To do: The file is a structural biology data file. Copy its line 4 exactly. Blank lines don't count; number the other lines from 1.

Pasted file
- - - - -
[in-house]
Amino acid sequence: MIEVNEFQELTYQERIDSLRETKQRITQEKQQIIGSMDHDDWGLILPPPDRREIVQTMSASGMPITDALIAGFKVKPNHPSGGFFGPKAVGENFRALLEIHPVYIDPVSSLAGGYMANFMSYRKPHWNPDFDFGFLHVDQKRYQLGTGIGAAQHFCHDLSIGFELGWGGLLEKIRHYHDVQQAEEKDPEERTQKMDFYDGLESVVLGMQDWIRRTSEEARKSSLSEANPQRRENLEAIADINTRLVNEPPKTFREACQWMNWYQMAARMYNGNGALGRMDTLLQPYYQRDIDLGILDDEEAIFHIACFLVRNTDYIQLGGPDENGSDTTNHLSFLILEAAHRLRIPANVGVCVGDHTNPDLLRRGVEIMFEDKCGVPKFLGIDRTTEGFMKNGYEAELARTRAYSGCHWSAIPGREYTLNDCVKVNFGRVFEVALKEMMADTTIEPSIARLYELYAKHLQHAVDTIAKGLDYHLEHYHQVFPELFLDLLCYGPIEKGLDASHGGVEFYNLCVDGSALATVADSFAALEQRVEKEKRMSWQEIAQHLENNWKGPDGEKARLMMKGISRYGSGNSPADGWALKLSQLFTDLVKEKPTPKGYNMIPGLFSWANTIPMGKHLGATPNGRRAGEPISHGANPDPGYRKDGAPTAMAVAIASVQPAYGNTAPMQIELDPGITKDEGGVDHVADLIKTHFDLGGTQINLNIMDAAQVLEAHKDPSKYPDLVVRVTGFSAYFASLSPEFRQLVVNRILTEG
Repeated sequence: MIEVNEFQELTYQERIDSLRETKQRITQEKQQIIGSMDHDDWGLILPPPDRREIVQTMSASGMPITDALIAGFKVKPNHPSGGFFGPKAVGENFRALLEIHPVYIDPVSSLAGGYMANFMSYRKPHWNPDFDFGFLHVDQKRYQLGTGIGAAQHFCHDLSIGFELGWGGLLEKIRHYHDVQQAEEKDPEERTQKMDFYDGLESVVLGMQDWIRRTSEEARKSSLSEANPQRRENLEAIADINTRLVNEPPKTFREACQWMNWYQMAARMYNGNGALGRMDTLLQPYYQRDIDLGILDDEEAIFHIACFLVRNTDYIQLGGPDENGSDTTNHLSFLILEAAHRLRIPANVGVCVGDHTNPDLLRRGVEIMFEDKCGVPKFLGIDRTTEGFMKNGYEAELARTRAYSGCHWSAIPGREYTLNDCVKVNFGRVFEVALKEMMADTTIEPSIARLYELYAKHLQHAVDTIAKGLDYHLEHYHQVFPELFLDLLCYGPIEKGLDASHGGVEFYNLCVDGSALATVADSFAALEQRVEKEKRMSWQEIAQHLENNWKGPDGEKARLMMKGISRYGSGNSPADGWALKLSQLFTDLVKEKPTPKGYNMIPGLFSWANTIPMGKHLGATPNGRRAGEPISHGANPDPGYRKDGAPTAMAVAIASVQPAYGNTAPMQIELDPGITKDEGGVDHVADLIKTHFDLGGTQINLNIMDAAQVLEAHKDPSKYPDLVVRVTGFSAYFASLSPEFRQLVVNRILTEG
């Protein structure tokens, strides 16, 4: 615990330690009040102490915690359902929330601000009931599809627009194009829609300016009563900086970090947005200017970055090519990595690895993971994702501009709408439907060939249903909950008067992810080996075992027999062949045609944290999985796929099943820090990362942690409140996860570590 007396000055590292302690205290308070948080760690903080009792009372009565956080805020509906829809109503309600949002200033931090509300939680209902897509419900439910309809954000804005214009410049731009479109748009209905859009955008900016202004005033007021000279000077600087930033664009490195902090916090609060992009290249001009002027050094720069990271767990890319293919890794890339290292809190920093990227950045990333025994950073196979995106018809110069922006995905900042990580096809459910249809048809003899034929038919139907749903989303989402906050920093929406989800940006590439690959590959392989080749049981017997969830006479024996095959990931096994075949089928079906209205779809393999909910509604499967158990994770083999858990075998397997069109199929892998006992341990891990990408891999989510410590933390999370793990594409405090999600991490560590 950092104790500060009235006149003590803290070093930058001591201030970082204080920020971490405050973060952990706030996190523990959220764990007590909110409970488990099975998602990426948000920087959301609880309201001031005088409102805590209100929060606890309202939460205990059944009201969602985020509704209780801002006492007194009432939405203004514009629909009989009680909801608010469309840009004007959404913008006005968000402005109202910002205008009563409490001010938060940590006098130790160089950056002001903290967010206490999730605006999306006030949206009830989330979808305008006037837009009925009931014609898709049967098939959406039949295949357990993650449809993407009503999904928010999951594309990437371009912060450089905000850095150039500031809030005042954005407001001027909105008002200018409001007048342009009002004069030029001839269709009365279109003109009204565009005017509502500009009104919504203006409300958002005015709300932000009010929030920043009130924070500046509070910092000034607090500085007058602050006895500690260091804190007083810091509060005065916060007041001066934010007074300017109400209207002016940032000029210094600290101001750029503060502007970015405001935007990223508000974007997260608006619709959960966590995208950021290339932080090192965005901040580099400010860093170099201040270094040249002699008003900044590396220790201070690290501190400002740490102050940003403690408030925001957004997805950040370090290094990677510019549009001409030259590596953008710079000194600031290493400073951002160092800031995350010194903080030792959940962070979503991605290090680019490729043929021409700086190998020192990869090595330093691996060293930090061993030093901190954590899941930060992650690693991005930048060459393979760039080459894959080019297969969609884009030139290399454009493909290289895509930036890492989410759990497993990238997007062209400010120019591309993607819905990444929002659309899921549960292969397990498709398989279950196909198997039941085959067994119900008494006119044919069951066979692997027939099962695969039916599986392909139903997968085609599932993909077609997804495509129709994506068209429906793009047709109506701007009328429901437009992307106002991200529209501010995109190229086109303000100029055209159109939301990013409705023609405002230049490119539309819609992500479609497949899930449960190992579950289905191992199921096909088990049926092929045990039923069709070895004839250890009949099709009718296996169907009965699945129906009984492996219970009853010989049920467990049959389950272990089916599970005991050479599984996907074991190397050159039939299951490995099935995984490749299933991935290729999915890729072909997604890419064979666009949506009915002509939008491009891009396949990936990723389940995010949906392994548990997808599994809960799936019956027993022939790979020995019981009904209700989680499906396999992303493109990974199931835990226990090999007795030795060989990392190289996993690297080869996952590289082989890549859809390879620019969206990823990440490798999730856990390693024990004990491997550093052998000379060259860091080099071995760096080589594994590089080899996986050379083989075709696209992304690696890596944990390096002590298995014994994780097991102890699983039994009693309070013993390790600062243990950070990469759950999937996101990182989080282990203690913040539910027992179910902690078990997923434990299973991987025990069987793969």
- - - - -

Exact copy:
């Protein structure tokens, strides 16, 4: 615990330690009040102490915690359902929330601000009931599809627009194009829609300016009563900086970090947005200017970055090519990595690895993971994702501009709408439907060939249903909950008067992810080996075992027999062949045609944290999985796929099943820090990362942690409140996860570590 007396000055590292302690205290308070948080760690903080009792009372009565956080805020509906829809109503309600949002200033931090509300939680209902897509419900439910309809954000804005214009410049731009479109748009209905859009955008900016202004005033007021000279000077600087930033664009490195902090916090609060992009290249001009002027050094720069990271767990890319293919890794890339290292809190920093990227950045990333025994950073196979995106018809110069922006995905900042990580096809459910249809048809003899034929038919139907749903989303989402906050920093929406989800940006590439690959590959392989080749049981017997969830006479024996095959990931096994075949089928079906209205779809393999909910509604499967158990994770083999858990075998397997069109199929892998006992341990891990990408891999989510410590933390999370793990594409405090999600991490560590 950092104790500060009235006149003590803290070093930058001591201030970082204080920020971490405050973060952990706030996190523990959220764990007590909110409970488990099975998602990426948000920087959301609880309201001031005088409102805590209100929060606890309202939460205990059944009201969602985020509704209780801002006492007194009432939405203004514009629909009989009680909801608010469309840009004007959404913008006005968000402005109202910002205008009563409490001010938060940590006098130790160089950056002001903290967010206490999730605006999306006030949206009830989330979808305008006037837009009925009931014609898709049967098939959406039949295949357990993650449809993407009503999904928010999951594309990437371009912060450089905000850095150039500031809030005042954005407001001027909105008002200018409001007048342009009002004069030029001839269709009365279109003109009204565009005017509502500009009104919504203006409300958002005015709300932000009010929030920043009130924070500046509070910092000034607090500085007058602050006895500690260091804190007083810091509060005065916060007041001066934010007074300017109400209207002016940032000029210094600290101001750029503060502007970015405001935007990223508000974007997260608006619709959960966590995208950021290339932080090192965005901040580099400010860093170099201040270094040249002699008003900044590396220790201070690290501190400002740490102050940003403690408030925001957004997805950040370090290094990677510019549009001409030259590596953008710079000194600031290493400073951002160092800031995350010194903080030792959940962070979503991605290090680019490729043929021409700086190998020192990869090595330093691996060293930090061993030093901190954590899941930060992650690693991005930048060459393979760039080459894959080019297969969609884009030139290399454009493909290289895509930036890492989410759990497993990238997007062209400010120019591309993607819905990444929002659309899921549960292969397990498709398989279950196909198997039941085959067994119900008494006119044919069951066979692997027939099962695969039916599986392909139903997968085609599932993909077609997804495509129709994506068209429906793009047709109506701007009328429901437009992307106002991200529209501010995109190229086109303000100029055209159109939301990013409705023609405002230049490119539309819609992500479609497949899930449960190992579950289905191992199921096909088990049926092929045990039923069709070895004839250890009949099709009718296996169907009965699945129906009984492996219970009853010989049920467990049959389950272990089916599970005991050479599984996907074991190397050159039939299951490995099935995984490749299933991935290729999915890729072909997604890419064979666009949506009915002509939008491009891009396949990936990723389940995010949906392994548990997808599994809960799936019956027993022939790979020995019981009904209700989680499906396999992303493109990974199931835990226990090999007795030795060989990392190289996993690297080869996952590289082989890549859809390879620019969206990823990440490798999730856990390693024990004990491997550093052998000379060259860091080099071995760096080589594994590089080899996986050379083989075709696209992304690696890596944990390096002590298995014994994780097991102890699983039994009693309070013993390790600062243990950070990469759950999937996101990182989080282990203690913040539910027992179910902690078990997923434990299973991987025990069987793969």